I Give It a Year
Dir. Dan Mazer
Styles: romantic comedy, comedy of manners, farce, slapstick
Others: Judd Apatow movies, Nancy Meyers movies, Failure to Launch
Links: I Give It a Year - Magnolia Pictures / StudioCanal
Ah, the romantic comedy. Comfort food to most, minor distraction to others — there’s never been much need for alteration. Sure, life is more Blue Valentine than Crazy, Stupid, Love., but movies are entertainment first and foremost and financed with the imperative that they make money. Great films, it seems to me, are few and far between due to the immutability of what makes box office returns, with too many people’s livelihoods at stake with each project and demographic concerns to be considered. So most movies come across like PowerPoint presentations combining as many lifestyles and pop culture elements as possible. The personal aspect that may have been present in a story initially becomes more and more collaboratively altered to suit whatever works, and nowhere is this compromised quality more apparent than in the rom-com. A little something for everyone, and please make every bit of unpleasantness as light and inconsequential as possible.
I Give It a Year fits this bill, despite some perhaps unintentionally brutal bits of awkwardness. Yet it’s actually pretty damned funny (mostly due to the decidedly witty dialogue) with Stephen Merchant, Olivia Coleman, and Anna Faris delivering some particularly ‘on’ moments (with a great slapstick sequence of Faris’s character having a lousy time at a threesome). Rafe Spall (son of Timothy) is pretty good at playing up his character’s goofy tendencies, but doesn’t quite register as a real person. Actually no one does. The whole thing would be acceptable as a Merchant/Gervais-style farce if it weren’t so keen on it’s pop song montage sporting, “there was the time you…” transitioning, opposites-don’t-attract-after-all, rudimentary framing. The love story doesn’t really register at all beyond the quaint, whirlwind-romance opening credits montage. Every supposedly genuine moment between the principal cast has a reaching, stocky quality. It’s this cloyingness that keeps the film from really taking off. In other words, for me, the ‘rom’ part is completely lacking, tired and not so true.
Perhaps the film was pitched as The Office meets Love, Actually. But the way people are constantly embarrassing themselves and being awful is too prevalent to ricochet back to doe-eyed poignancy. Minnie Driver plays perhaps the worst-written character in the film (imagine Susie from Curb without the bedazzled sweatshirts or comic timing and you’re close), as she is so nasty to her hubby that it goes from from surprising to depressing to just glaringly obnoxious. Driver can do better than this, but she’s not even given a chance to be a funny stock character. Merchant, on the other hand, is pretty hilarious as always, however stock his character of resident boor might be (think Philip Seymour in Along Came Polly). Olivia Coleman (Peep Show’s Sophie) is a welcome presence as an ambivalent marriage counselor, but the bits with her don’t correspond well to the surrounding moments due to their contrived and over-the-top quality. So basically what we have here is a sloppy, uneven movie, but seeing as how I laughed heartily throughout I can hardly dismiss it altogether.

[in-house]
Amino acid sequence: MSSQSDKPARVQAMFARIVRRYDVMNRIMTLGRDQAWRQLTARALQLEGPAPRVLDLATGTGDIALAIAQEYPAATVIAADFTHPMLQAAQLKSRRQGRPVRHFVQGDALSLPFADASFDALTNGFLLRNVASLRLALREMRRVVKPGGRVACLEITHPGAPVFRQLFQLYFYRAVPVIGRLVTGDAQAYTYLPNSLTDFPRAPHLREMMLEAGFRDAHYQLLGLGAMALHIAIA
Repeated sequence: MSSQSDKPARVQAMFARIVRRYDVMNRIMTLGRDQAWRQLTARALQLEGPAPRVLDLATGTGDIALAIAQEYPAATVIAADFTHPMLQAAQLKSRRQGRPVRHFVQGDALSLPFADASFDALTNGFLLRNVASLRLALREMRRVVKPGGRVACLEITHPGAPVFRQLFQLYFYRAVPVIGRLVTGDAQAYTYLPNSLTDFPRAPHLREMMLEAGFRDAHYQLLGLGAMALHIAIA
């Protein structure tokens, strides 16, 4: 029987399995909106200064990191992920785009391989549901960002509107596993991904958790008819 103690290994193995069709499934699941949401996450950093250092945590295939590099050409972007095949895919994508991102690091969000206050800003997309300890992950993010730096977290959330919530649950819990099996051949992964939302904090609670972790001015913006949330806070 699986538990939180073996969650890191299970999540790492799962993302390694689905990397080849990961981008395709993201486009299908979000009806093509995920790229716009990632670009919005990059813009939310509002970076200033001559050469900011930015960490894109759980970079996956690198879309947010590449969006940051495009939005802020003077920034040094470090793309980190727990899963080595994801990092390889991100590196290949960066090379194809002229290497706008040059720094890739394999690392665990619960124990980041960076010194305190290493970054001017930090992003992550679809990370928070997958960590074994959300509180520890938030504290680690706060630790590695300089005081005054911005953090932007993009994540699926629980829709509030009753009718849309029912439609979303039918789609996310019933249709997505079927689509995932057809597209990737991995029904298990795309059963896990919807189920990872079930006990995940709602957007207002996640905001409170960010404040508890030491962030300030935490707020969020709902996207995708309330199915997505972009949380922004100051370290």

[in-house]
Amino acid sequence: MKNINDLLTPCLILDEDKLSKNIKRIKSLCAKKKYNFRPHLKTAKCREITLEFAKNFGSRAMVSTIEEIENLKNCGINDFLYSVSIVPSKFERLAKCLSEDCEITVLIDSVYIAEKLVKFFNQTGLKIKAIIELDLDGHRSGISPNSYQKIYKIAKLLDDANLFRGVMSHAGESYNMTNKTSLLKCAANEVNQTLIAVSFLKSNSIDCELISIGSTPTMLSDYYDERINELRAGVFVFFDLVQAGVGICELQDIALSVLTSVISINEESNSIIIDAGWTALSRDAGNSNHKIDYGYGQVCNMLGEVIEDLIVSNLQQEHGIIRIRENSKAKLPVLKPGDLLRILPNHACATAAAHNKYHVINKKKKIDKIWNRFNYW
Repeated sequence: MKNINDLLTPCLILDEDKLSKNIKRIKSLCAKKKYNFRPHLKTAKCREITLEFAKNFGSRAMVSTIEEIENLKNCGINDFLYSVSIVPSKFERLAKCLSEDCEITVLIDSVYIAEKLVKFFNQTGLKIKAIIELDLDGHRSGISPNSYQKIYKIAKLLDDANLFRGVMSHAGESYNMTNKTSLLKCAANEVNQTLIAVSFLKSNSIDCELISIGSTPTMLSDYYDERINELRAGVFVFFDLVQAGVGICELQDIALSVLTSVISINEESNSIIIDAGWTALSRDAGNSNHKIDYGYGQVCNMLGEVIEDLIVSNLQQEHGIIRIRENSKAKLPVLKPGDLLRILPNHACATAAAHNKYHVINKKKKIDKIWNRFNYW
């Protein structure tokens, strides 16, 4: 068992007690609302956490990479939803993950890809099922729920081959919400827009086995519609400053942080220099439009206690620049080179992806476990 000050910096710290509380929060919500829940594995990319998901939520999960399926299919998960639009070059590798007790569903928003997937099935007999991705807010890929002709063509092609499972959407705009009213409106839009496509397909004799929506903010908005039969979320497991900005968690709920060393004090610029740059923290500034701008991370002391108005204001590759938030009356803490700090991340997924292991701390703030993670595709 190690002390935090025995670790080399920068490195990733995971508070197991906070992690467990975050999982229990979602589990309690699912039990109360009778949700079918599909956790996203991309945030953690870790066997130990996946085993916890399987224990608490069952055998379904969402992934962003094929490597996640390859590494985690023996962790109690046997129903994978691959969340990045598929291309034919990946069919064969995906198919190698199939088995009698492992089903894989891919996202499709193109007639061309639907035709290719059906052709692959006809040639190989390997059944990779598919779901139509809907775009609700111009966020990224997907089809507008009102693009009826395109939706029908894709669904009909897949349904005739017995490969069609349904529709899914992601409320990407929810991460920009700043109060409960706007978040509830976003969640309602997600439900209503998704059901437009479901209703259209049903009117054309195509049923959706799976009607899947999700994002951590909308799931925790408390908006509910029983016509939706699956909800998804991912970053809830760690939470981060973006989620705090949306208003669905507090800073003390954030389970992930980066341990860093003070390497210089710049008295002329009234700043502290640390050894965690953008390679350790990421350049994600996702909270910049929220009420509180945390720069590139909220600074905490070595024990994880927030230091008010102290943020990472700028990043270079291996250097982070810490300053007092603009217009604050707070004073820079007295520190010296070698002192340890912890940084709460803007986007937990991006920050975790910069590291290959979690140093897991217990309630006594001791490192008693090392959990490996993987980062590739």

After writing stints on strong improvisatory comedies like Ali G, Borat and Brüno, writer/director Dan Mazer seems to be struggling with narrative. He has the talent. He has funny lines. But, as with Cohen and The Dictator, he seems better at making a scene than stitching them together in a traditional fashion. There are plenty of comedies that manage the blue-yet-breezy trick, and Mazer does likewise. But the banter is so strong as to make me think he should set his sites a little higher than a nuts-and-bolts mainstream romantic comedy framework. Perhaps a Peep Show film? One can hope.